Peruvian lilies cannot be moved indoors to grow as houseplants, but in colder climates, you can bring pots indoors for winter and store them as dormant plants in a cool, dry location. Keep the soil very dry to avoid rot. Dig, divide, and replant the tubers at the end of winter; use fresh potting soil when replanting.

Overwintering

In warmer regions (zones 8 to 10) Peruvian lilies require no winter protection, other than clipping back foliage as it dies back. Zone 7 is a transitional zone, and here the plants should be covered over with dry mulch for the winter.

Gardeners in colder zones sometimes grow Peruvian lilies by digging and storing the tubers for the winter. Dig up your garden plants in the fall before the ground freezes. Shake off the loose soil and place the tubers in a paper bag filled with peat moss and hang it in a dry, cool (35 to 41 degrees Fahrenheit) location for the winter. Replant in spring after the soil warms to at least 60 degrees.

Common Pests & Plant Diseases

Peruvian lilies can be plagued by aphids, spider mites and whiteflies. While these pests are not usually serious in themselves, their presence can indicate unfavorable conditions where some serious diseases can spread:

  • Botrytis (gray mold) appears as furry, gray-brown spores on the plant's leaves and stems. This fungal disease is hard to cure, but you can prevent spread by spacing plants well apart to improve air circulation and watering at ground level rather than overhead spraying.
  • Root rot is caused by various fungi, and announces its presence by leaves and stems that wilt and collapse even though the plants are getting enough water. Allowing soil to dry out can allow plants to recover, but serious rot will call for the plants to be removed and destroyed. Prevent root rot by amending soil so it drains well.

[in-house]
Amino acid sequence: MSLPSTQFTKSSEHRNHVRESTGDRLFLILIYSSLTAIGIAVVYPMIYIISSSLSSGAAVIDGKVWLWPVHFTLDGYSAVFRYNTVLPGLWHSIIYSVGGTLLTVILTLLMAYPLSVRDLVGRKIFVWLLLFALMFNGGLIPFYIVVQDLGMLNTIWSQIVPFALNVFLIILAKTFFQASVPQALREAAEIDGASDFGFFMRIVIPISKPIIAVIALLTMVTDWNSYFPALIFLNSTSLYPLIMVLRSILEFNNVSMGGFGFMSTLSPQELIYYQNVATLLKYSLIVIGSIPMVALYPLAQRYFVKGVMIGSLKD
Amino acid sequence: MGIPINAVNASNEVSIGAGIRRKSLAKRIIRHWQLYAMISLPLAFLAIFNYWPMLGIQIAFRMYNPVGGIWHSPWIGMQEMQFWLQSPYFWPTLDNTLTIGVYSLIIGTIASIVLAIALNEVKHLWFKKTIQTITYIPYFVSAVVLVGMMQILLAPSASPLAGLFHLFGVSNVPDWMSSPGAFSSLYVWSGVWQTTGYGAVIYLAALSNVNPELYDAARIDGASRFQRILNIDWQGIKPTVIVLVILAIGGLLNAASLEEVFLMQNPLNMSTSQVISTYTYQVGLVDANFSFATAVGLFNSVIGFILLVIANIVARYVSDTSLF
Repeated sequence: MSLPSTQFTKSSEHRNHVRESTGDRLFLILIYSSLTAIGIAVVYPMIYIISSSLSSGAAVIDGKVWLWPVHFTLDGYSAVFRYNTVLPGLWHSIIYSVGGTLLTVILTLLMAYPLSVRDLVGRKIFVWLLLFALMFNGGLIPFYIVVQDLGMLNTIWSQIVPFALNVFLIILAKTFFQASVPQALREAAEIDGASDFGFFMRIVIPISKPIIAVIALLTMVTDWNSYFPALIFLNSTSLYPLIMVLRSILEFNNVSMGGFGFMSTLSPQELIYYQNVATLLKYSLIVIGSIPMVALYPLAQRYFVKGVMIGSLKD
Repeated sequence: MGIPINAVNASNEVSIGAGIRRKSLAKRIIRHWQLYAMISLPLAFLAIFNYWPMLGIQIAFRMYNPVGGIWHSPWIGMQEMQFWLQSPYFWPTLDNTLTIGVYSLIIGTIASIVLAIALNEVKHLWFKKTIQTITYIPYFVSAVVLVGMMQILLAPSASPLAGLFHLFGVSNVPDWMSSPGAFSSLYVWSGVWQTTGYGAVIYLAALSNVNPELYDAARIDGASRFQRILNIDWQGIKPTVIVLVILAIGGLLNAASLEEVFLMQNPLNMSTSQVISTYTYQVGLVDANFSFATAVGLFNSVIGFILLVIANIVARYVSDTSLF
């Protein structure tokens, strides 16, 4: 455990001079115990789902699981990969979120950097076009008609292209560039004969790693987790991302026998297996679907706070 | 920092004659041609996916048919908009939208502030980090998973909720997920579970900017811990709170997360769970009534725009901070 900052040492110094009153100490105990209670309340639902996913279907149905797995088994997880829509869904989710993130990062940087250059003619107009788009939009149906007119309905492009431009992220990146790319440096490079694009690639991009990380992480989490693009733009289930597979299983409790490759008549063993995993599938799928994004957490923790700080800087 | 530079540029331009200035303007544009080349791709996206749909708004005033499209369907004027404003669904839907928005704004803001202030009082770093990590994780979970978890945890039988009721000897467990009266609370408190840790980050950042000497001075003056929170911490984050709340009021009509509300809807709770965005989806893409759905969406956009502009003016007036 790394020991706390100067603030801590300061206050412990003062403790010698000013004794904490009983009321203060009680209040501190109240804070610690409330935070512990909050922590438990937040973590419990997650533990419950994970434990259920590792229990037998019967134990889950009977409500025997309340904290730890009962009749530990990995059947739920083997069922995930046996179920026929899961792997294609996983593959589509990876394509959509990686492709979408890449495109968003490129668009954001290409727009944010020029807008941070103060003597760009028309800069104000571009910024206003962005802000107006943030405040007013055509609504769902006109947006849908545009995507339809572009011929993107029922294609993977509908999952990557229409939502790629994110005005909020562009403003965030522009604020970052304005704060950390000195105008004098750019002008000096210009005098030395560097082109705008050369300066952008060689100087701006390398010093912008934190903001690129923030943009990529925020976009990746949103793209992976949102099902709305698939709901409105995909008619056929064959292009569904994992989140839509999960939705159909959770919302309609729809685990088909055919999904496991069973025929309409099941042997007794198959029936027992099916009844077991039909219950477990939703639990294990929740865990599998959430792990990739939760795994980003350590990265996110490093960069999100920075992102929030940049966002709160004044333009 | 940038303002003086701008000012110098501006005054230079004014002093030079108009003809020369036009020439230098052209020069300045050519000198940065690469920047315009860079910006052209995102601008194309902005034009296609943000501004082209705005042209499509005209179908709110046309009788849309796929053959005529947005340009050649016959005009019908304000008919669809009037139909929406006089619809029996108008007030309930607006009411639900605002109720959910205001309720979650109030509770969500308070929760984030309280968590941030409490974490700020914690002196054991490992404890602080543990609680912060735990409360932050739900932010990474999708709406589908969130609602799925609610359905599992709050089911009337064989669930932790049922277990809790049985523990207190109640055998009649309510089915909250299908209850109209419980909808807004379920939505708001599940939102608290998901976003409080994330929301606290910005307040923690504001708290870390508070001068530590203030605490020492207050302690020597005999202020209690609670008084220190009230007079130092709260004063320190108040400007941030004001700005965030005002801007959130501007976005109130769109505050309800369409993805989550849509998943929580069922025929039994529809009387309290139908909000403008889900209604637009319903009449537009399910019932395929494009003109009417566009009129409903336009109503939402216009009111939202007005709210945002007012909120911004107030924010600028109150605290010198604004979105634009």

How to Get Peruvian Lily to Bloom

These are not difficult plants to grow, and they will normally bloom well if given adequate water and light, and especially fertilizer. Potted plants will bloom better if fed every two weeks with a balanced 6-6-6 fertilizer.

It is fairly common for Peruvian lilies to stop blooming robustly after five or six years. When this happens, it's best to lift and divide the root clumps and replant to create new plants.

Common Problems With Peruvian Lily

Peruvian lily is not known as a temperamental plant and is generally easy to grow. However, there are some common complaints that are generally easy to rectify.

Plants Won't Stay Upright

These plants have profuse flowers and rather spindly stems, so it's common for the plants to flop over. This is a common problem for species grown as cutting flowers, and it is easily handled by staking up the flower stems.

Stems and Leaves Wither, Even When Plants are Well-Watered

This is a classic sign of root rot, caused by various fungi. Most common in warm, wet weather, you can prevent root rot by making sure the soil is porous and well-drained.